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Debt issues in world markets concerning, but no cause for alarm

John Hewison
Founder and Director
1 Jul 2011

Global share markets are currently subdued due to fears surrounding the economic issues facing various countries – in particular the “PIIGS” – Portugal, Ireland, Italy, Greece and Spain. There are also continuing concerns over America’s increasing debt problem. Some of these issues can be put down to the aftermath of the global economic crisis (GFC), such as in Ireland where the economic problems have been driven by the excesses of a falsely manufactured economic boom during the early part of the decade. In reality, many of these problems are systemic and point to long term weaknesses in the economic framework of these countries.


Greece for example has seen its financial problems well and truly surface, and has been the focus of international attention recently. The systemic problems in its economy have been focussed on an overly generous social security system that funded fully paid retirement at the age of 50 years, as well as blatant tax evasion, and excessive government spending. Greece has been forced to take dramatic legislative action to reverse these trends and plan a long-term repayment of its debt. In the meantime, the International Monetary Fund (IMF) and European Union (EU) have agreed to provide a financial assistance package.

Despite the negative US debt position and its massive proportions, the general consensus opinion amongst economists is that it is manageable. One interesting factor in this, is that the USA tax regime is very generous -being the 4th lowest taxed country in the OECD. Logic says that the US could readily reverse the trend of its growing debt, and begin to repay it by simply increasing taxes. However, it is never that simple when endeavouring to balance economic growth stimulation with debt reduction. This is particularly true of the US which is primarily a consumer-driven economy. Hence there is currently a battle between the Republicans (who hold the balance of power in the US legislature) and Democrat President Obama to reach a deal on debt reduction. Suffice to say that the US has the mechanisms to reduce debt, but reducing that debt may have to wait for economic growth to be satisfactorily sustained.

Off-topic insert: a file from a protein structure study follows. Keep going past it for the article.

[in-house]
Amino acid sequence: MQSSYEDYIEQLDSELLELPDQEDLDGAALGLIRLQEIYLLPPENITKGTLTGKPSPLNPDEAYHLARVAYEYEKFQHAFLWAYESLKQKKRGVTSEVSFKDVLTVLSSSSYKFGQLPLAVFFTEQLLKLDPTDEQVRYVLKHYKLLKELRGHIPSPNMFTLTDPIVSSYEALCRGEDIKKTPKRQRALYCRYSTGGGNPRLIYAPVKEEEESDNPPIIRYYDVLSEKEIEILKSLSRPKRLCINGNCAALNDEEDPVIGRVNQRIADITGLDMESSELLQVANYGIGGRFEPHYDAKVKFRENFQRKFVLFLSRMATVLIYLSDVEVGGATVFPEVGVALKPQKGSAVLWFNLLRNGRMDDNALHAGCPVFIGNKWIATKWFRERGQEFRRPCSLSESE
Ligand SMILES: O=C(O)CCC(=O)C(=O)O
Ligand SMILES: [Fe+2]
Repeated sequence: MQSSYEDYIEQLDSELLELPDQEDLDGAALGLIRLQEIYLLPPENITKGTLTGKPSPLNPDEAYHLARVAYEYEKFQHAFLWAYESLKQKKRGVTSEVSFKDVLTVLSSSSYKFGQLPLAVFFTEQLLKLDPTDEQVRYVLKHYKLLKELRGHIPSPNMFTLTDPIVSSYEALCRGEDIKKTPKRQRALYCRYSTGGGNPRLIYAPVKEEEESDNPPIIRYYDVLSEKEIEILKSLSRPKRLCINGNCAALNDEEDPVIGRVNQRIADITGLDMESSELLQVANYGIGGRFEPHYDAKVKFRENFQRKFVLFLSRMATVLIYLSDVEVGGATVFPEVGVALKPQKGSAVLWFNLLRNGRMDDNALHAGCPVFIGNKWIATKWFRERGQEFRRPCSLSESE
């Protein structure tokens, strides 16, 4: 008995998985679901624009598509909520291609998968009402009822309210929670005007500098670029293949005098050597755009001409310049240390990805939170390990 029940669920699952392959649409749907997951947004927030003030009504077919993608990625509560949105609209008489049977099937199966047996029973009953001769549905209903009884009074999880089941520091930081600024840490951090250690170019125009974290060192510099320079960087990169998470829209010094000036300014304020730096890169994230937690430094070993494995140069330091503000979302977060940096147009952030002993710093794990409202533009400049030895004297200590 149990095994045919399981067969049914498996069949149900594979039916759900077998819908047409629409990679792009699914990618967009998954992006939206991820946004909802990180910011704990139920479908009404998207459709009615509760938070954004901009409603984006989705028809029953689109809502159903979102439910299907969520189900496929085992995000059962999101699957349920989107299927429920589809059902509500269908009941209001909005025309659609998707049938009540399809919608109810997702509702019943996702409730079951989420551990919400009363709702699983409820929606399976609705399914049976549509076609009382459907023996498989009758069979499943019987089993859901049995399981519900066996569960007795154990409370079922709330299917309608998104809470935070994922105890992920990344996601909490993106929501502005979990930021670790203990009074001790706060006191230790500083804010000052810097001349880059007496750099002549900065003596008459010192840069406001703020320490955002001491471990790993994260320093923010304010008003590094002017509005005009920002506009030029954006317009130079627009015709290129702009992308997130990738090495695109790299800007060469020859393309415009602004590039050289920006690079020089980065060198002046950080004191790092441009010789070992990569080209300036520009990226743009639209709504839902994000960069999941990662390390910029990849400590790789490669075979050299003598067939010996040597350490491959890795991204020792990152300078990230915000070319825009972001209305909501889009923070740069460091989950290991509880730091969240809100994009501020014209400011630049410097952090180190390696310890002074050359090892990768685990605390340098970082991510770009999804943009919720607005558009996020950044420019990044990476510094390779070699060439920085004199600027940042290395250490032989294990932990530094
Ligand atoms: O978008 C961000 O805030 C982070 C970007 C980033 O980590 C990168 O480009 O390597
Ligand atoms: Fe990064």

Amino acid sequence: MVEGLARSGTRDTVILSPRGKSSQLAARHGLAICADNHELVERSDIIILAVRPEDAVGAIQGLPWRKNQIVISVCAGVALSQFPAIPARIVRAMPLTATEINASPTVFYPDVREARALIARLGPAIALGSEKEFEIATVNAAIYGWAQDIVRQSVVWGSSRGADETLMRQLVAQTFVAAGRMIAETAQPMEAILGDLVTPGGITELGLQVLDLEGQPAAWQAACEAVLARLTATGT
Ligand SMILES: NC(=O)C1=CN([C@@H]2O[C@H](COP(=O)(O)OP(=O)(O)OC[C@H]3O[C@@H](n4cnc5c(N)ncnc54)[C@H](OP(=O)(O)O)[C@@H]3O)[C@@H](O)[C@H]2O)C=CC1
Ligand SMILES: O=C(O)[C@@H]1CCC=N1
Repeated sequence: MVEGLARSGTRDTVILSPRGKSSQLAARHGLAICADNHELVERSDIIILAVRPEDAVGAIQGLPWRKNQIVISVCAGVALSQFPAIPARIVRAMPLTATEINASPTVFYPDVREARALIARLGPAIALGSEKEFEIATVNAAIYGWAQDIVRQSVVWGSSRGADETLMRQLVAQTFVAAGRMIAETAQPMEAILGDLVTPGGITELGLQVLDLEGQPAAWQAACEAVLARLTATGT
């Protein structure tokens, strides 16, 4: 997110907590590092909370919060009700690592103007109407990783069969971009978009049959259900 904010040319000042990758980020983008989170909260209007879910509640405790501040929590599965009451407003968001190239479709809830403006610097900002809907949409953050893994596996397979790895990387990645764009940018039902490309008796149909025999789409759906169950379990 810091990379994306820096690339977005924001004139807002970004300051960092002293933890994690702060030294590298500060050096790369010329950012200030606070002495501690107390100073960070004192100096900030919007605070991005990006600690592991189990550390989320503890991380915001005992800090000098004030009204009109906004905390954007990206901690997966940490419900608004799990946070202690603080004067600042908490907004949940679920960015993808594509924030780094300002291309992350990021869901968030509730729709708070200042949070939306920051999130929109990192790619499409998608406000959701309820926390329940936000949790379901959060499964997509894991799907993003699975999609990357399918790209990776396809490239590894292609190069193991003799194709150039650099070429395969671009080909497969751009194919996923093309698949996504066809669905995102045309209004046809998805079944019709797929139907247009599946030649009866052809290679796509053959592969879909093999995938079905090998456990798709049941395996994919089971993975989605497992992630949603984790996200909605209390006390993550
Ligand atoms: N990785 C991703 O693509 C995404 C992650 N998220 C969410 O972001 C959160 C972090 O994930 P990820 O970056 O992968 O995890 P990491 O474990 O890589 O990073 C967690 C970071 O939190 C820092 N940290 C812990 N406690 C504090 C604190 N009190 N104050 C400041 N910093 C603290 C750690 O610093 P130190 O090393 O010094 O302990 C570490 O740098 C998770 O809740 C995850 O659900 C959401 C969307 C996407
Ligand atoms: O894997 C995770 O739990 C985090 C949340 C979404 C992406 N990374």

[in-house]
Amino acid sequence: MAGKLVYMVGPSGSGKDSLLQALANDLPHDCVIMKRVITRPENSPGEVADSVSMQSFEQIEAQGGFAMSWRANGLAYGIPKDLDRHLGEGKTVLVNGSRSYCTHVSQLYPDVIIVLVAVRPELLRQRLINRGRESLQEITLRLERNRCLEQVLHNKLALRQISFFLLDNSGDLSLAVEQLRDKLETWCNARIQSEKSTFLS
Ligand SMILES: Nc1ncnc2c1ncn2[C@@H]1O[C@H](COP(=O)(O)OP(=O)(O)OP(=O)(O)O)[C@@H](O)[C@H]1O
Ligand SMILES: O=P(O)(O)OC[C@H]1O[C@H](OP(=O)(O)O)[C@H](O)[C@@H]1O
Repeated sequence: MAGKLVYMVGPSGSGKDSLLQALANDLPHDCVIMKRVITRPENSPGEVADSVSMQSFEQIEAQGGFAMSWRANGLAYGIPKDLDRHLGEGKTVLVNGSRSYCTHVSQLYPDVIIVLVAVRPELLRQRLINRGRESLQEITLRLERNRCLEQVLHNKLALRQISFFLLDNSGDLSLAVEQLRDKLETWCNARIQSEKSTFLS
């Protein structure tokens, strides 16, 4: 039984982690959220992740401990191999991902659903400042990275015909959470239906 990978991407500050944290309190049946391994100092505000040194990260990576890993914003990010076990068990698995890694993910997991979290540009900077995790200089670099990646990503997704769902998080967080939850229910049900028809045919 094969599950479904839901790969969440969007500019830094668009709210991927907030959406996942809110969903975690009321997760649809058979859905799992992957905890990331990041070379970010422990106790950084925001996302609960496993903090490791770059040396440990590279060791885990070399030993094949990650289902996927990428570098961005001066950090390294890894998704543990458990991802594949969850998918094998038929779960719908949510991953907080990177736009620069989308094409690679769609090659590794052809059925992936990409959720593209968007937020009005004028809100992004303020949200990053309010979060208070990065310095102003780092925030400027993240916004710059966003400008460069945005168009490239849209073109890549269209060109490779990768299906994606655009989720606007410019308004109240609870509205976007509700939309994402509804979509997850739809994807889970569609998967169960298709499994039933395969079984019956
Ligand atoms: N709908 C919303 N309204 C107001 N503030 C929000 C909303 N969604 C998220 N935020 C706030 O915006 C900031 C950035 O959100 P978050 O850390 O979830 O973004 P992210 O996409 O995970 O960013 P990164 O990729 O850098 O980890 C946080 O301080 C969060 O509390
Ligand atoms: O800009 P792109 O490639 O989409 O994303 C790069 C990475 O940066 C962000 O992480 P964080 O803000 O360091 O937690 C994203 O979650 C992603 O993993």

In addition to these issues, the world’s ageing population is playing a greater role in the financial outcomes for many nations. In Australia we are fortunate to have a robust compulsory superannuation savings regime, which is designed to substantially reduce reliance on Australia’s social security system. However, many countries operate pension benefit schemes that are based on a tax levy paid over the term of employment by the taxpayer. A massive problem emerges when these schemes are unfunded, that is the government has used the money for other things, and when there is an increasing reliance on the scheme by a spike in the number of people retiring.

Whilst this could be seen as a cause for alarm, my take on the emergence of the current systemic issues is that regardless of the cause, they are being dealt with and that can only be seen as positive. After all it is the role of the IMF to monitor these issues – and where necessary, step in to force change.

These financial issues are not new – we have seen similar instances in South America and in particular Brazil during the 1970’s and 1980’s, as well as during the Asia debt crisis in 1997-9. There were threats of financial contagion during those crises also, but it didn’t happen then  and it won’t happen this time either.

Hewison Private Wealth is a Melbourne based independent financial planning firm. Our financial advisers are highly qualified wealth managers and specialise in self managed super funds (SMSF), financial planning, retirement planning advice and investment portfolio management. If you would like to speak to a financial adviser on how you can secure your financial future please contact us 03 8548 4800, email info@hewison.com.au or visit www.hewison.com.auPlease note: The advice provided above is general information only and individuals should seek specialised advice from a qualified financial advisor. The views in this blog are those of the individual and may not represent the general opinion of the firm. Please contact Hewison Private Wealth for more information.